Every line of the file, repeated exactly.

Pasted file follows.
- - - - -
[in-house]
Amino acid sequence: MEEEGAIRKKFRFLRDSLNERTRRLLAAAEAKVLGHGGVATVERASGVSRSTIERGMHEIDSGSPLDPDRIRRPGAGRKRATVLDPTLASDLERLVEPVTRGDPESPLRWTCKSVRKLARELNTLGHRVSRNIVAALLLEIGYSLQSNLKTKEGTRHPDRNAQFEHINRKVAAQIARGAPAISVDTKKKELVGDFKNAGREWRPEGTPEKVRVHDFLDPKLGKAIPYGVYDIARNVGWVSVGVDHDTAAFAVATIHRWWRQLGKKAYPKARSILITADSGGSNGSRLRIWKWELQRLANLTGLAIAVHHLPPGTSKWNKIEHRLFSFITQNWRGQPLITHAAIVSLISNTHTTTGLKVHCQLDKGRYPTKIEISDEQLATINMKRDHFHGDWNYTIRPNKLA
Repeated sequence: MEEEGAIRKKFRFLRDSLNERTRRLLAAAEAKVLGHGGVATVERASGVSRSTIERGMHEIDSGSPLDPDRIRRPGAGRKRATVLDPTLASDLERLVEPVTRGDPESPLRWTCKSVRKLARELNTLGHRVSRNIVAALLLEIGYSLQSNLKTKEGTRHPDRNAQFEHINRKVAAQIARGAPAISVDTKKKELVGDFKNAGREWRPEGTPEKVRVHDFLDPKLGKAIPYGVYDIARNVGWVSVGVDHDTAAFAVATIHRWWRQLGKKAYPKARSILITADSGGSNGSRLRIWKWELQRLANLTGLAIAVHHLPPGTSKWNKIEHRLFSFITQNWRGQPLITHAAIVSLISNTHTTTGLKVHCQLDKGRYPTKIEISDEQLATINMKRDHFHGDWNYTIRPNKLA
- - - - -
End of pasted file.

[in-house]
Amino acid sequence: MEEEGAIRKKFRFLRDSLNERTRRLLAAAEAKVLGHGGVATVERASGVSRSTIERGMHEIDSGSPLDPDRIRRPGAGRKRATVLDPTLASDLERLVEPVTRGDPESPLRWTCKSVRKLARELNTLGHRVSRNIVAALLLEIGYSLQSNLKTKEGTRHPDRNAQFEHINRKVAAQIARGAPAISVDTKKKELVGDFKNAGREWRPEGTPEKVRVHDFLDPKLGKAIPYGVYDIARNVGWVSVGVDHDTAAFAVATIHRWWRQLGKKAYPKARSILITADSGGSNGSRLRIWKWELQRLANLTGLAIAVHHLPPGTSKWNKIEHRLFSFITQNWRGQPLITHAAIVSLISNTHTTTGLKVHCQLDKGRYPTKIEISDEQLATINMKRDHFHGDWNYTIRPNKLA
Repeated sequence: MEEEGAIRKKFRFLRDSLNERTRRLLAAAEAKVLGHGGVATVERASGVSRSTIERGMHEIDSGSPLDPDRIRRPGAGRKRATVLDPTLASDLERLVEPVTRGDPESPLRWTCKSVRKLARELNTLGHRVSRNIVAALLLEIGYSLQSNLKTKEGTRHPDRNAQFEHINRKVAAQIARGAPAISVDTKKKELVGDFKNAGREWRPEGTPEKVRVHDFLDPKLGKAIPYGVYDIARNVGWVSVGVDHDTAAFAVATIHRWWRQLGKKAYPKARSILITADSGGSNGSRLRIWKWELQRLANLTGLAIAVHHLPPGTSKWNKIEHRLFSFITQNWRGQPLITHAAIVSLISNTHTTTGLKVHCQLDKGRYPTKIEISDEQLATINMKRDHFHGDWNYTIRPNKLA